Date of Award
Master of Science
Jeffrey D. Karron
Gretchen A. Meyer, James A. Reinartz
Asclepias Verticillata, Bombus Griseocollis, Plant-Pollinator Interactions, Pollination, Pollinator Competition, Pollinator Effectiveness
Pollinator populations are declining worldwide, and this may lower the quantity and quality of pollination services. Since pollinators often compete for floral resources, loss of an abundant pollinator species may release others from competition and potentially alter floral visitation rates. We explored how the removal of a frequent pollinator, bumble bees, influenced pollination success of whorled milkweed (Asclepias verticillata). In three small and three large populations we quantified pollinator visitation rates and pollination success for control plots and for plots where bumble bees were experimentally excluded. We found that exclusion of bumble bees did not reduce A. verticillata pollination success. Visitation by Polistes wasps increased markedly (293%) following bumble bee exclusion, especially in large populations (400%). Because Polistes wasps were just as efficient as bumble bees at pollen transport, increased wasp visitation offset lost bumble bee pollination services. This study provides a vivid example of the challenges associated with forecasting how pollinator declines may influence pollination success. When pollinator loss is followed by a shift in the composition of visiting pollinator species, implications for pollination success will depend on the net change in the quantity and quality of pollination services.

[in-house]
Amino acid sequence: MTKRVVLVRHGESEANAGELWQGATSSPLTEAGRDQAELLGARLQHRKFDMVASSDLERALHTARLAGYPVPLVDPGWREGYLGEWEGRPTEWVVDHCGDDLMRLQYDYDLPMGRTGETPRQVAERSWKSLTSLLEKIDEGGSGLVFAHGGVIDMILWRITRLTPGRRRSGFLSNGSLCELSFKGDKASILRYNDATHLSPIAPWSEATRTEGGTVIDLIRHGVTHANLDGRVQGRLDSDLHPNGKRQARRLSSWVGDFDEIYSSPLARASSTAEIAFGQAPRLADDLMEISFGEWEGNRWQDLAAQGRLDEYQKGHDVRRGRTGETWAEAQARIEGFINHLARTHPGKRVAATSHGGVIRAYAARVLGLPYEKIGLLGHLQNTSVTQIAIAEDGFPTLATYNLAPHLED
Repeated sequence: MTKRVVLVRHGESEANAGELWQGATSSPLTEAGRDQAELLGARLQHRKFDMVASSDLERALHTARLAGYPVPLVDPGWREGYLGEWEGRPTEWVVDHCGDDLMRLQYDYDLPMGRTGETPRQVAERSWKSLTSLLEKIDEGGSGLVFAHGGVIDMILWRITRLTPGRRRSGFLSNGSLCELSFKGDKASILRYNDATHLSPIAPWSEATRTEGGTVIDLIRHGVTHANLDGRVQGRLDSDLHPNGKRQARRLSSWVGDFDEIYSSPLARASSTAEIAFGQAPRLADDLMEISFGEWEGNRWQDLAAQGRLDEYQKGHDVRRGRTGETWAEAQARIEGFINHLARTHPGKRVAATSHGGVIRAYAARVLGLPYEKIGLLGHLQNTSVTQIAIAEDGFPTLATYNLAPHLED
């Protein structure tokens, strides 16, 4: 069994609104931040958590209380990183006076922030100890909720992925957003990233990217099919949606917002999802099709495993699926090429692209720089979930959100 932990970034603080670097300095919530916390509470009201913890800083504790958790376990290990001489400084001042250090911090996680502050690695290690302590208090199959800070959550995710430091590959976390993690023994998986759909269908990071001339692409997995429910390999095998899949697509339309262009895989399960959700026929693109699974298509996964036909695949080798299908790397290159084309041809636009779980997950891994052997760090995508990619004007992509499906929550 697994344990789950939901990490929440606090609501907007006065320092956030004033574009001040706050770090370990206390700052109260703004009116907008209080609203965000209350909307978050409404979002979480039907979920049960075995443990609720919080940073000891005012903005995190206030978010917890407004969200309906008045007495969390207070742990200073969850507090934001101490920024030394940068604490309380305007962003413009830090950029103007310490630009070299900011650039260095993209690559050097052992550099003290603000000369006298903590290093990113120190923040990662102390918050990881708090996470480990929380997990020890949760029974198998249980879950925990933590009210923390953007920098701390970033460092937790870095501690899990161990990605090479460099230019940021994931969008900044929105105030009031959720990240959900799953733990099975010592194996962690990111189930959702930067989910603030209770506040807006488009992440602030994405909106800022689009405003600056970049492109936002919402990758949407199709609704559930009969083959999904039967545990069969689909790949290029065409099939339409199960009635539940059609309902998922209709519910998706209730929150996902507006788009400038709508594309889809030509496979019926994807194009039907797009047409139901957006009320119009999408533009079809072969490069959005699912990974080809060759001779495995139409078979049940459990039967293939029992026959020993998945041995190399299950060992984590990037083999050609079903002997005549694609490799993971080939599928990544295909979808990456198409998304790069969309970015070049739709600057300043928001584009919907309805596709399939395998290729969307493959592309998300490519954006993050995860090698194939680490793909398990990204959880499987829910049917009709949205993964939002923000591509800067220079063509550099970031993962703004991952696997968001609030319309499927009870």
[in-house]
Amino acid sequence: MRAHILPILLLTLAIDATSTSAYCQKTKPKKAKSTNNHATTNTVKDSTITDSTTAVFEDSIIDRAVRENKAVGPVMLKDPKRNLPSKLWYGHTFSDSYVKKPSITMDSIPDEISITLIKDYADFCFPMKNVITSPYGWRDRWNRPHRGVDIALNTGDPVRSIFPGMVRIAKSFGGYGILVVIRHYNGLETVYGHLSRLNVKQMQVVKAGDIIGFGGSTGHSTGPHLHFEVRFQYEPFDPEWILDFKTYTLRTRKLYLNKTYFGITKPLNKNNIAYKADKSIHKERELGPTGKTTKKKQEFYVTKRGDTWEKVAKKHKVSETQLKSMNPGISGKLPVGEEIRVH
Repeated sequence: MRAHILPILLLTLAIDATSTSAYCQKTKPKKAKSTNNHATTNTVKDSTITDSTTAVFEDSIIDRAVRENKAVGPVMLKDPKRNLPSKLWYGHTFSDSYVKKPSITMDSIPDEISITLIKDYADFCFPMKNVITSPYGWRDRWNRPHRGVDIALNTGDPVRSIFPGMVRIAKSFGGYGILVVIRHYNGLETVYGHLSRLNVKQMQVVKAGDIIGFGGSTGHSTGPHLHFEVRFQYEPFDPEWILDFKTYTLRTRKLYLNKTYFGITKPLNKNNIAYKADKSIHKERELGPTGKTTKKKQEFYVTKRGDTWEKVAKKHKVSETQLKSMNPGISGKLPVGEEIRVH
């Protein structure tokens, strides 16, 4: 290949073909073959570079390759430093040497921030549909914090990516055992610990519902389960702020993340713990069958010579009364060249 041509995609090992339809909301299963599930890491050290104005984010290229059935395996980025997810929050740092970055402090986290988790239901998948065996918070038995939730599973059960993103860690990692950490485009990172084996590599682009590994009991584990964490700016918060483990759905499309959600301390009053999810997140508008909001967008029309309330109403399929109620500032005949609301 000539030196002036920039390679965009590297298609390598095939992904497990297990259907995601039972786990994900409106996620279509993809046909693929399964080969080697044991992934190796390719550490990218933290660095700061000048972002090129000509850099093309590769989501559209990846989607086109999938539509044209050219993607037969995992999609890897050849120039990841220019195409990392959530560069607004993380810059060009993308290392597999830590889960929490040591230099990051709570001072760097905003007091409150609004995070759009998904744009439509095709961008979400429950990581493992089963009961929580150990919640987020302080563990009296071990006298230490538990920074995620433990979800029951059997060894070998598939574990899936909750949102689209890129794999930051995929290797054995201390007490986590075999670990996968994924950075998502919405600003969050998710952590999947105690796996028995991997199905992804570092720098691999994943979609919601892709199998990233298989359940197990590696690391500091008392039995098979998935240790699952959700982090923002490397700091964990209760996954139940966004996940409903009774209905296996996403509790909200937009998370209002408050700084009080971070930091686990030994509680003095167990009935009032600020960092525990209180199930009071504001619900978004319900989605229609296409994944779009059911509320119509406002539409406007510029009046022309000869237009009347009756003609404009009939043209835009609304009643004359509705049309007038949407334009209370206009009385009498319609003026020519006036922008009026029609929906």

Hallett, Allysa, "Consequences of Loss of an Abundant Pollinator: An Experimental Study" (2016). Theses and Dissertations. 1147.